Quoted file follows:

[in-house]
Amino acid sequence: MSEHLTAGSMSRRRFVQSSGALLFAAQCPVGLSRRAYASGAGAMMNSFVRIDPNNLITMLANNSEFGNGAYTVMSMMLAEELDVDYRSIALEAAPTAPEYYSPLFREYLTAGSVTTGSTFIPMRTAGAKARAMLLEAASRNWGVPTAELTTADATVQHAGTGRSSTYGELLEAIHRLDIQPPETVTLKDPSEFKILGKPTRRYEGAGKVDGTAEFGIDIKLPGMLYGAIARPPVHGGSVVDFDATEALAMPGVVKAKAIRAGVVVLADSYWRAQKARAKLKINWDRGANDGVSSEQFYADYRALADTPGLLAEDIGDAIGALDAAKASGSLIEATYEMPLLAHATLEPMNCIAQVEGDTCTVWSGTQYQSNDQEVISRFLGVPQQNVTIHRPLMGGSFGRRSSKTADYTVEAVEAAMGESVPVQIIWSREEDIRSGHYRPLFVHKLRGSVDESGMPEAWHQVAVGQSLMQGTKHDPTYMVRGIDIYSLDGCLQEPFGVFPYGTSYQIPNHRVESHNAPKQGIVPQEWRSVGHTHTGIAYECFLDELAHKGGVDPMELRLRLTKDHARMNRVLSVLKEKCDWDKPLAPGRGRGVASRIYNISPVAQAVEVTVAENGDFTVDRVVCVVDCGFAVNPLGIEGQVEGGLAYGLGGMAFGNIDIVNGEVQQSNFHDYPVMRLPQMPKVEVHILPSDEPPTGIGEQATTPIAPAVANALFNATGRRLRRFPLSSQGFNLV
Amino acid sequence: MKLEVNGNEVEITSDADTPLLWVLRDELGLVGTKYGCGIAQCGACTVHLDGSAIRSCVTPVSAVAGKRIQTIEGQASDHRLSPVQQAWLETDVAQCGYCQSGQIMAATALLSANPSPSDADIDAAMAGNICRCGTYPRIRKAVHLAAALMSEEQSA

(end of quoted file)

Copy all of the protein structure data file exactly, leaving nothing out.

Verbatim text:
[in-house]
Amino acid sequence: MSEHLTAGSMSRRRFVQSSGALLFAAQCPVGLSRRAYASGAGAMMNSFVRIDPNNLITMLANNSEFGNGAYTVMSMMLAEELDVDYRSIALEAAPTAPEYYSPLFREYLTAGSVTTGSTFIPMRTAGAKARAMLLEAASRNWGVPTAELTTADATVQHAGTGRSSTYGELLEAIHRLDIQPPETVTLKDPSEFKILGKPTRRYEGAGKVDGTAEFGIDIKLPGMLYGAIARPPVHGGSVVDFDATEALAMPGVVKAKAIRAGVVVLADSYWRAQKARAKLKINWDRGANDGVSSEQFYADYRALADTPGLLAEDIGDAIGALDAAKASGSLIEATYEMPLLAHATLEPMNCIAQVEGDTCTVWSGTQYQSNDQEVISRFLGVPQQNVTIHRPLMGGSFGRRSSKTADYTVEAVEAAMGESVPVQIIWSREEDIRSGHYRPLFVHKLRGSVDESGMPEAWHQVAVGQSLMQGTKHDPTYMVRGIDIYSLDGCLQEPFGVFPYGTSYQIPNHRVESHNAPKQGIVPQEWRSVGHTHTGIAYECFLDELAHKGGVDPMELRLRLTKDHARMNRVLSVLKEKCDWDKPLAPGRGRGVASRIYNISPVAQAVEVTVAENGDFTVDRVVCVVDCGFAVNPLGIEGQVEGGLAYGLGGMAFGNIDIVNGEVQQSNFHDYPVMRLPQMPKVEVHILPSDEPPTGIGEQATTPIAPAVANALFNATGRRLRRFPLSSQGFNLV
Amino acid sequence: MKLEVNGNEVEITSDADTPLLWVLRDELGLVGTKYGCGIAQCGACTVHLDGSAIRSCVTPVSAVAGKRIQTIEGQASDHRLSPVQQAWLETDVAQCGYCQSGQIMAATALLSANPSPSDADIDAAMAGNICRCGTYPRIRKAVHLAAALMSEEQSA